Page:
IL-6 Inhibitors, Antiplatelets Improve Survival of Critically Ill COVID-19 Patients

Interleukin-6 receptor antagonists and antiplatelets are highly likely to improve long-term survival of critically ill adults with COVID-19, a recent study suggests.

Critically ill COVID-19 patients who were treated with interleukin-6 receptor antagonists had the greatest probability of survival at six months among people receiving one or more interventions in six treatment groups, a large international study found.

The study, published in JAMA, included 4869 critically ill adults with COVID-19 who were ennrolled at 197 sites in 14 countries between March 9, 2020, and June 22, 2021, as part of the Randomized Embedded Multifactorial Adaptive Platform for Community Acquired Pneumonia (REMAP-CAP) trial. REMAP-CAP was initiated before the emergence of SARS-CoV-2 to evaluate treatments for severe pneumonia in pandemic and nonpandemic settings.

Patients were randomized into six treatment groups, with 2274 receiving immune modulators, 2011 receiving convalescent plasma, 1557 receiving antiplatelet therapy, 1033 receiving anticoagulation, 726 receiving antivirals and 401 receiving corticosteroids. Each group includes at least two interventions, including a control.

The primary outcome was survival at 180 days, at which point 2590 patients, or 63.1%, were alive. Secondary outcomes were health-related quality of life and disability at 180 days.

“The interleukin-6 receptor antagonists (tocilizumab and sarilumab) reduce mortality in critically ill patients with COVID-19, and the improved survival is not associated with reduced quality of life or increased disability,” corresponding author Alisa M. Higgins, PhD, of the School of Public Health and Preventive Medicine at Monash University in Melbourne, Australia, told Contagion.

The IL-6 receptor antagonist and antiplatelet agent treatments were associated with the highest likelihood of survival, which was analyzed using a bayesian piecewise exponential model. The posterior probability of improving survival at six months was greater than 99.9% for IL-6 receptor antagonists and 95% for antiplatelet agents compared with the control.

Health-related quality of life was favorable for most patients in the study, but about a third reported at least moderate disability at six months. Probability of improved health-related quality of life at six months was 87% for those taking IL-6 receptor antagonists and 97.4% for antiplatelets.

Higgins counted the findings related to antiplatelets as a surprise.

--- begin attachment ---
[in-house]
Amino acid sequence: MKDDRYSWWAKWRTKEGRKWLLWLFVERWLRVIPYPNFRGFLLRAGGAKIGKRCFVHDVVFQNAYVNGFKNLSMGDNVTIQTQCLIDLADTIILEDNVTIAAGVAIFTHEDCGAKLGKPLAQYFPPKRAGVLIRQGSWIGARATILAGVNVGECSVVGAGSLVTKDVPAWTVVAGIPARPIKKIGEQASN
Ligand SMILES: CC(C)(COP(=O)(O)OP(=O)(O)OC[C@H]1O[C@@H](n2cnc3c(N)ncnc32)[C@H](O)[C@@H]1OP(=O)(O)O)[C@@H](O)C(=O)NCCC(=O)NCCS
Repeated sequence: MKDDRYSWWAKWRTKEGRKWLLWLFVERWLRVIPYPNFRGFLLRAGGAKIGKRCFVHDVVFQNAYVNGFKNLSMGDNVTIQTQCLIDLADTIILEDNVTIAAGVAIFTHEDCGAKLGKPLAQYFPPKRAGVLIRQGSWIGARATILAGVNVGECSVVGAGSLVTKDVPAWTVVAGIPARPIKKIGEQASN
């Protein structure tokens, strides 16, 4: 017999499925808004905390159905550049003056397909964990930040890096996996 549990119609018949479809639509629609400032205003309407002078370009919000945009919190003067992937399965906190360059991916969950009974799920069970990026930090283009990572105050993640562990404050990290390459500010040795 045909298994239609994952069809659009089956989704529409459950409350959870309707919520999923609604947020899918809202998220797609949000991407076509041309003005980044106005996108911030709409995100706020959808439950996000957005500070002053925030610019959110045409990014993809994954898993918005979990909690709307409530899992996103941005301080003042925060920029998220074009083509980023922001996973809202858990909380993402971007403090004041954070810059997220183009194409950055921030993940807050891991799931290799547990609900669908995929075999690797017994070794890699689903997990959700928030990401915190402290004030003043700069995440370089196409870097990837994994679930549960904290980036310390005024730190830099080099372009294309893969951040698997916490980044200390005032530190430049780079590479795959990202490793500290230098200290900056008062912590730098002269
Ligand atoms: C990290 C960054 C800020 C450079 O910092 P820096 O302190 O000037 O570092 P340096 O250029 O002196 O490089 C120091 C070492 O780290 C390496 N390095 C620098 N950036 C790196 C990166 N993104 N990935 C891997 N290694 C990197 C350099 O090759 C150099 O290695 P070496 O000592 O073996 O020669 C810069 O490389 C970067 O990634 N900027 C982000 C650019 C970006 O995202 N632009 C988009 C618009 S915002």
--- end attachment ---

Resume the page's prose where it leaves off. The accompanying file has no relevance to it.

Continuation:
“Antiplatelets improved survival and quality of life – antiplatelets are not currently standard of care for critically ill patients with COVID-19,” she said. “This was an analysis of secondary outcomes in the REMAP-CAP trial and as such, the results are hypothesis generating, but further research into the long-term benefits of treatment with antiplatelets for this patient group should be conducted.”

Investigators reported no improved long-term outcomes among therapeutic anticoagulation, convalescent plasma, or lopinavir-ritonavir.

Hydroxychloroquine was associated with worsened outcomes, with a posterior probability of harm of 96.9% for hydroxycholroquines and 96.8% for the combination of lopinavir-ritonavir and hydroxychloroquine.

Use of corticosteroids was stopped early, but the probability ofimproved survival was moderate. Hydrocortisone had a probability of improvement of survival ranging from 57.1% to 61.6%, depending on dosing.

“The investigators deserve the highest praise for executing an expansive, forward-thinking initiative that has produced a wealth of evidence under intense pressure,” Michael L. Barnett, MD, MS, and Paul E. Sax, MD, wrote in an associated editorial comment.

Limitations of the study included a substantial amount of missing data on health-related quality of life and disability outcomes, which weren’t collected at all sites, and couldn’t be collected at baseline as patients were critically ill. Also, the study was conducted when early variants of the virus were circulating and may not be generalizable to new phases of the pandemic.

Next steps include “ongoing analysis of the longer-term outcomes of other treatments under investigation for the management of COVID-19 in critically ill patients and further evaluation of the role of antiplatelets in the management of critically ill patients with COVID-19,” Higgins said.

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